• Looking to trans-Atlantic relations, the business world expresses a certain confidence in the revitalization capacity of international trade, based on a balanced mix of competition and consumer protection. The principle of solidarity in the crucial sector of public health will also give impetus to Euro-American collaboration, in spite of certain differences of approach and differing sensitivities. However, tensions remain as regards managing the major digital players, and above all as regards China and Russia, which have become geopolitical risk factors in a different way from in the past – China as a global and systemic issue, and Russia as an opportunistic power intent upon sowing division in addition to increasing its military presence in various crisis theatres. From a European perspective above all, Russia’s energetic role still implies that it must be considered as an integral part of the value chains in the years to come, and that there is therefore a sort of “strategic triangle” with China – also from the trans-Atlantic standpoint.
          • The Chinese economy raises a conceptual dilemma for the rest of the world, with fundamental geopolitical consequences: the size of its population and its productive potential naturally lead to scenarios in which its increased global weight is destined to continue for a long time to come. Any eventual effort to “contain” Chinese growth must take account of this structural fact. Therefore, the Chinese challenge must be properly framed: it is not only (nor, for now, above all) a geopolitical-military conflict, but a technological competition, and therefore a geo-economic clash. Although the American attitude more oriented towards military containment is understandable given Washington’s strong exposure in the Indian/Pacific region, the importance of the network of alliances (in Asia and Europe alike) must be borne in mind: for its characteristics, the Chinese challenge requires the active collaboration of allies and partners. Precisely with a view to multilateral strategies, open conflict is not inevitable, even though certain issues – starting from Taiwan – might increase the risk considerably. A reinforcement of multilateral forums is therefore necessary and possible, balancing the needs for deterrence with those of managing interdependence.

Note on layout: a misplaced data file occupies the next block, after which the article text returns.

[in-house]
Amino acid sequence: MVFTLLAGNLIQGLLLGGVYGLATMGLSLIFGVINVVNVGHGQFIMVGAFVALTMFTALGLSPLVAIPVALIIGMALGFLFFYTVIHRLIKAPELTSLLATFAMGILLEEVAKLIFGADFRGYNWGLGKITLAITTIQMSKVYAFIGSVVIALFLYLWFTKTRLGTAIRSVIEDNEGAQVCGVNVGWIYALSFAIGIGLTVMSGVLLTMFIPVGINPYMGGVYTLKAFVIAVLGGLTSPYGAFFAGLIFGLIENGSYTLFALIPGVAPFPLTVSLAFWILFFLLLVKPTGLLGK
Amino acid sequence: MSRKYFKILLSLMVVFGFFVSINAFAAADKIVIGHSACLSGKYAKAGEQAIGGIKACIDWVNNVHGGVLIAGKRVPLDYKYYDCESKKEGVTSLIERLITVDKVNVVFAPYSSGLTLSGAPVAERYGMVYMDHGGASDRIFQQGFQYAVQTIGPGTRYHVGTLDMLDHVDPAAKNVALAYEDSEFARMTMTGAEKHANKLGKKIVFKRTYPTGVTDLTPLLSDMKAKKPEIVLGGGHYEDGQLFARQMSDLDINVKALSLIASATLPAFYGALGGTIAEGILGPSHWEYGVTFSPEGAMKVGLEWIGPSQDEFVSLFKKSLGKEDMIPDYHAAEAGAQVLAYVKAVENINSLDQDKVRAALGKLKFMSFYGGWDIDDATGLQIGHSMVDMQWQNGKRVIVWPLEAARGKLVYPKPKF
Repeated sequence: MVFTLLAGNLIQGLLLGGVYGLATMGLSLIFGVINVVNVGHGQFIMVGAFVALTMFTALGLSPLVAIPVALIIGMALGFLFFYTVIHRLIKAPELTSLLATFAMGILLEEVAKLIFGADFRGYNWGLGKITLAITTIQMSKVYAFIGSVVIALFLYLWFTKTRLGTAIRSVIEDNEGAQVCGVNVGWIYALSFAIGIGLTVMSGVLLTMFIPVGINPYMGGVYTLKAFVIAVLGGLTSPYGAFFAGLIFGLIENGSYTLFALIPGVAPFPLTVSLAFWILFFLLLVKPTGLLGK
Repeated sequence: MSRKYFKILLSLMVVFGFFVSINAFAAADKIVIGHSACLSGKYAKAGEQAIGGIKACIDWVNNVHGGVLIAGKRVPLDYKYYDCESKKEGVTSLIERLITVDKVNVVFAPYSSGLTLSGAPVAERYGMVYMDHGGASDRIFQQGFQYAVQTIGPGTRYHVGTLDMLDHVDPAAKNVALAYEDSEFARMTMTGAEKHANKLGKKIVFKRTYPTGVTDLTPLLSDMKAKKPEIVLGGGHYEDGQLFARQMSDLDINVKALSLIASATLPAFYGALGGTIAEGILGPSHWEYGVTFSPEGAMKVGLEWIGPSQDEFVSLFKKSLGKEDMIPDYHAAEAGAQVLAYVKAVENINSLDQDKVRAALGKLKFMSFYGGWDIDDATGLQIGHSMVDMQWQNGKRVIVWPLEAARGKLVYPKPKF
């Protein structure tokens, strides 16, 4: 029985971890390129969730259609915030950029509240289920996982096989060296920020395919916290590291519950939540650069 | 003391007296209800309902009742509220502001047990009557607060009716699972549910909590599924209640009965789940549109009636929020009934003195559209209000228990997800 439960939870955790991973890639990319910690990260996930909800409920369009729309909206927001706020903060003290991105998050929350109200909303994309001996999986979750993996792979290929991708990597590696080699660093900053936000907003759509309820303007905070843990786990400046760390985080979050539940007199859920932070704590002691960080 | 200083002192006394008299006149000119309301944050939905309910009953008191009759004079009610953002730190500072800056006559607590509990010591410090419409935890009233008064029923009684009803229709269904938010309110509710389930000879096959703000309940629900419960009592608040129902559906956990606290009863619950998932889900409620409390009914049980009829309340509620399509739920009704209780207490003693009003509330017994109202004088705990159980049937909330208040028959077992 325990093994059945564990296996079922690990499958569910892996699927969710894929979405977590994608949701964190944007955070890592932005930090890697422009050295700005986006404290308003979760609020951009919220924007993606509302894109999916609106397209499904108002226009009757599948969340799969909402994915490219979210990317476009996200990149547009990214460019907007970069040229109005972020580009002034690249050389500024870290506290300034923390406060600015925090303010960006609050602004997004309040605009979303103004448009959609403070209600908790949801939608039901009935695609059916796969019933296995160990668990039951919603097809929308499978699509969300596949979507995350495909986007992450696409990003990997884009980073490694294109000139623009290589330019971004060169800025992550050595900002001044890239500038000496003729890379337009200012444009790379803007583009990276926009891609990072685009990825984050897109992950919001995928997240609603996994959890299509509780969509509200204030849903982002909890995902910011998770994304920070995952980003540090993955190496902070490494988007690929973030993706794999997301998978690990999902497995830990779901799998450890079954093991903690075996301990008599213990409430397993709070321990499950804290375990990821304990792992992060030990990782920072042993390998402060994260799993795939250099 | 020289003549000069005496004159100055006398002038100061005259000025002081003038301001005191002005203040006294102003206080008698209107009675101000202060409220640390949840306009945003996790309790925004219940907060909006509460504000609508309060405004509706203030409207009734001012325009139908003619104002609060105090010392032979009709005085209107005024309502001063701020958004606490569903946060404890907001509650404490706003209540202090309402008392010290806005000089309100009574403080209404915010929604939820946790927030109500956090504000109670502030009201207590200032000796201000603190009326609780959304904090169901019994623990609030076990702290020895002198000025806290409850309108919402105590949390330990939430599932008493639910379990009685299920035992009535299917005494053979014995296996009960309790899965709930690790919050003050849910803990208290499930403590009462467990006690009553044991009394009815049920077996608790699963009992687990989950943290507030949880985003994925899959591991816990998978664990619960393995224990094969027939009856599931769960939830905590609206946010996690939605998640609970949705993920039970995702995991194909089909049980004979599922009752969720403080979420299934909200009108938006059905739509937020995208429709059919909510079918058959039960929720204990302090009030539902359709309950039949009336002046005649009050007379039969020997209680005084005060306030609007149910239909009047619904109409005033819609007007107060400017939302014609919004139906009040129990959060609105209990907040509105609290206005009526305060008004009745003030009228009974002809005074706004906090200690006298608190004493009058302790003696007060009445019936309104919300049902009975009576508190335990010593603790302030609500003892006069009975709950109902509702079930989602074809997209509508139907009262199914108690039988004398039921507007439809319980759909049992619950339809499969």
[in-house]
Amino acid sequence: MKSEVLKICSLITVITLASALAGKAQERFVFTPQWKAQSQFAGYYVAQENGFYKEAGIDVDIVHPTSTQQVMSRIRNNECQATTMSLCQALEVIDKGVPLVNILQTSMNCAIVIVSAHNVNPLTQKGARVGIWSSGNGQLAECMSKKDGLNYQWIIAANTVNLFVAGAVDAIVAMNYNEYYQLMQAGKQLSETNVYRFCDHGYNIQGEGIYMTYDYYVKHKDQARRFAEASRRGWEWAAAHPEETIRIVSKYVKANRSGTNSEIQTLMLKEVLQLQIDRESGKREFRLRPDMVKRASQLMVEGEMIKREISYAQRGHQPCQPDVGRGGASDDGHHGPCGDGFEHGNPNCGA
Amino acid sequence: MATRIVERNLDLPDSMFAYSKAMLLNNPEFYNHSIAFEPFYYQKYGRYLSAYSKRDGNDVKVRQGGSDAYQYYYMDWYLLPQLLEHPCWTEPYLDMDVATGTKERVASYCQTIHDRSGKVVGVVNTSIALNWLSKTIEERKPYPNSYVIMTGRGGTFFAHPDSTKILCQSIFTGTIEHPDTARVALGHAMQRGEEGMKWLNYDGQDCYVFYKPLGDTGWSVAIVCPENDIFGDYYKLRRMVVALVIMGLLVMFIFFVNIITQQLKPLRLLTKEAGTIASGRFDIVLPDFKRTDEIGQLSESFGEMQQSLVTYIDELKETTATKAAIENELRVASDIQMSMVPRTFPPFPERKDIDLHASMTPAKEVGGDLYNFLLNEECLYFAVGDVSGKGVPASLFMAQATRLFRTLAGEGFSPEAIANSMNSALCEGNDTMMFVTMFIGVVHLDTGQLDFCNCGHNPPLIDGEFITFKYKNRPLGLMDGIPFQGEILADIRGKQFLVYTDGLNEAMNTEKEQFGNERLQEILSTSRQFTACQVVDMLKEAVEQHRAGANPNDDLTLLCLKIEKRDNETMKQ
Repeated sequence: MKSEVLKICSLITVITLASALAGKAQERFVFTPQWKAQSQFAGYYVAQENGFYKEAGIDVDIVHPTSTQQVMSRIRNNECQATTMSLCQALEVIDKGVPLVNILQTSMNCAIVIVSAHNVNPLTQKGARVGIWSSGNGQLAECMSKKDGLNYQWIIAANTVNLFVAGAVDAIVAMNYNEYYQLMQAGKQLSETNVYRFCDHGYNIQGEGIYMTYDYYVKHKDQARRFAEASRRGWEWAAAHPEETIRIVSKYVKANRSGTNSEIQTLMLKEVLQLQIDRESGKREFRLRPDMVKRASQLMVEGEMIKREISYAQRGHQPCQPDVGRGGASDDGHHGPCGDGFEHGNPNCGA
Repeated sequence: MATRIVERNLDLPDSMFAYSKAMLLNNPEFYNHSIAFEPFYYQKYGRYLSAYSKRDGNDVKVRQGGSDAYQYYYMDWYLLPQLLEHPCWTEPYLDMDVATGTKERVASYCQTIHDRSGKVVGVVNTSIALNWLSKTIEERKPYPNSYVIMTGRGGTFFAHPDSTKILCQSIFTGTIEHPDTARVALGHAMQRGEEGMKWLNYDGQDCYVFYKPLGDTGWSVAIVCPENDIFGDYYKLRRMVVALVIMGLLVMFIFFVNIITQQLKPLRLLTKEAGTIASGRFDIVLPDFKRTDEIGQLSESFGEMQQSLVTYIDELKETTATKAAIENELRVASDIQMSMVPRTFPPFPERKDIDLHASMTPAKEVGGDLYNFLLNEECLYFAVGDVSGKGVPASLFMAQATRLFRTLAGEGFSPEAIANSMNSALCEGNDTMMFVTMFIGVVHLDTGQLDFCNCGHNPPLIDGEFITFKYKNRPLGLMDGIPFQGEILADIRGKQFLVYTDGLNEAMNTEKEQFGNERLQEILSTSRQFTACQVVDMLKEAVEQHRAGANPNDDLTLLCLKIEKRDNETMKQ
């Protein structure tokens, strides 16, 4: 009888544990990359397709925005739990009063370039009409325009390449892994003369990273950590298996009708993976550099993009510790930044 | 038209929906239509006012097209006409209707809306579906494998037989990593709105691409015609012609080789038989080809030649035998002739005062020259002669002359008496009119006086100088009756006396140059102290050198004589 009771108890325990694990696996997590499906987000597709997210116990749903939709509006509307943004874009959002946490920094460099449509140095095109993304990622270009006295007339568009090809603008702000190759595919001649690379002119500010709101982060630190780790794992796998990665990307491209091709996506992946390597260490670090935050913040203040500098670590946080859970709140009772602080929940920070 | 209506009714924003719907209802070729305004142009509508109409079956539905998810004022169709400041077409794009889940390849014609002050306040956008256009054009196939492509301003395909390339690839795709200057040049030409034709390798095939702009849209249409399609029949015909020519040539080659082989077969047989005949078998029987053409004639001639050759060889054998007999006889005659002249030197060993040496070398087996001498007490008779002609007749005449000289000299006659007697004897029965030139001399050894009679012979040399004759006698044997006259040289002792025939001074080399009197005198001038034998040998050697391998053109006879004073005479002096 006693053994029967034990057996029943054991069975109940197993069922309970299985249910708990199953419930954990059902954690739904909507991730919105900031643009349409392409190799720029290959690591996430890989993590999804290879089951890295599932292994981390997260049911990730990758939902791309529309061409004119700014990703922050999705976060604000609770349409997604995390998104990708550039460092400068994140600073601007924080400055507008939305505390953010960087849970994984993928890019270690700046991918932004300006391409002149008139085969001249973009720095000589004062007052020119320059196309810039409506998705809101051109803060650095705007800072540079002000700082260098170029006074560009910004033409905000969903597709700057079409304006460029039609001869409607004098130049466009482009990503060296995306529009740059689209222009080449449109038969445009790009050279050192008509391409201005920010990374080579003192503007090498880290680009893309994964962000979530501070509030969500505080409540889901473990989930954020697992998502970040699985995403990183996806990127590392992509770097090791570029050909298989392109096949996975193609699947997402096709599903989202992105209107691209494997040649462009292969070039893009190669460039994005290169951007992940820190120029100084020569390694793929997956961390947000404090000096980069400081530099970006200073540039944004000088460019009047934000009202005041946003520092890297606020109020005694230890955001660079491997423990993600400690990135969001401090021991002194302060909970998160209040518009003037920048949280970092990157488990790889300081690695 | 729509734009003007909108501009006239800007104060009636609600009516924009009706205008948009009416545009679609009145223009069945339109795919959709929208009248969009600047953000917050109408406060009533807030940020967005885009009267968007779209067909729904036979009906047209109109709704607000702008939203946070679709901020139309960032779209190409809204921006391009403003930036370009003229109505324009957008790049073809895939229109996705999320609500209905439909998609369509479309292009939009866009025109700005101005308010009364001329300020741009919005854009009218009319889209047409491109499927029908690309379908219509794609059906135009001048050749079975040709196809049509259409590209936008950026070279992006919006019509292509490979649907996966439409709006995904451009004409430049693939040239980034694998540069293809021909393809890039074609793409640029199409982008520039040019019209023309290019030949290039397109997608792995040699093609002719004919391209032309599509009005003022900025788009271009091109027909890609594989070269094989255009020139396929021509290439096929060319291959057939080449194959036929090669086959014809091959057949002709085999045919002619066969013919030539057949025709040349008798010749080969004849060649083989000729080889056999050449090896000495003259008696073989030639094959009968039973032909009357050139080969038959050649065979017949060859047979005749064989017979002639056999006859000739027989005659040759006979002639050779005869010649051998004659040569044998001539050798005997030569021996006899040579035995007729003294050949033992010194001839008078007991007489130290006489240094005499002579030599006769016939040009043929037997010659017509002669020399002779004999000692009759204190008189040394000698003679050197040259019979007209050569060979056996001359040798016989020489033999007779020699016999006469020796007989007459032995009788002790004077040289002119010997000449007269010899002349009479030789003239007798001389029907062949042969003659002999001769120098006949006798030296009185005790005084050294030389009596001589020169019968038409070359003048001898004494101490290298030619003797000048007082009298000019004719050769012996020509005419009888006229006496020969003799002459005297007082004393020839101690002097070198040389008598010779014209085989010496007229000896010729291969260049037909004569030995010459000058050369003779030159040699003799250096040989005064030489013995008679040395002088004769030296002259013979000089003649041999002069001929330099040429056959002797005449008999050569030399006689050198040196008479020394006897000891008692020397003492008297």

• From the American perspective, the Biden Administration must overcome the pandemic crisis by adopting the election slogan “Build back better” in a tangible way: effectively dealing with the problem of America’s large infrastructures is a precondition for relaunching the country’s overall competitiveness, and therefore for being able to bargain with China from positions of strength.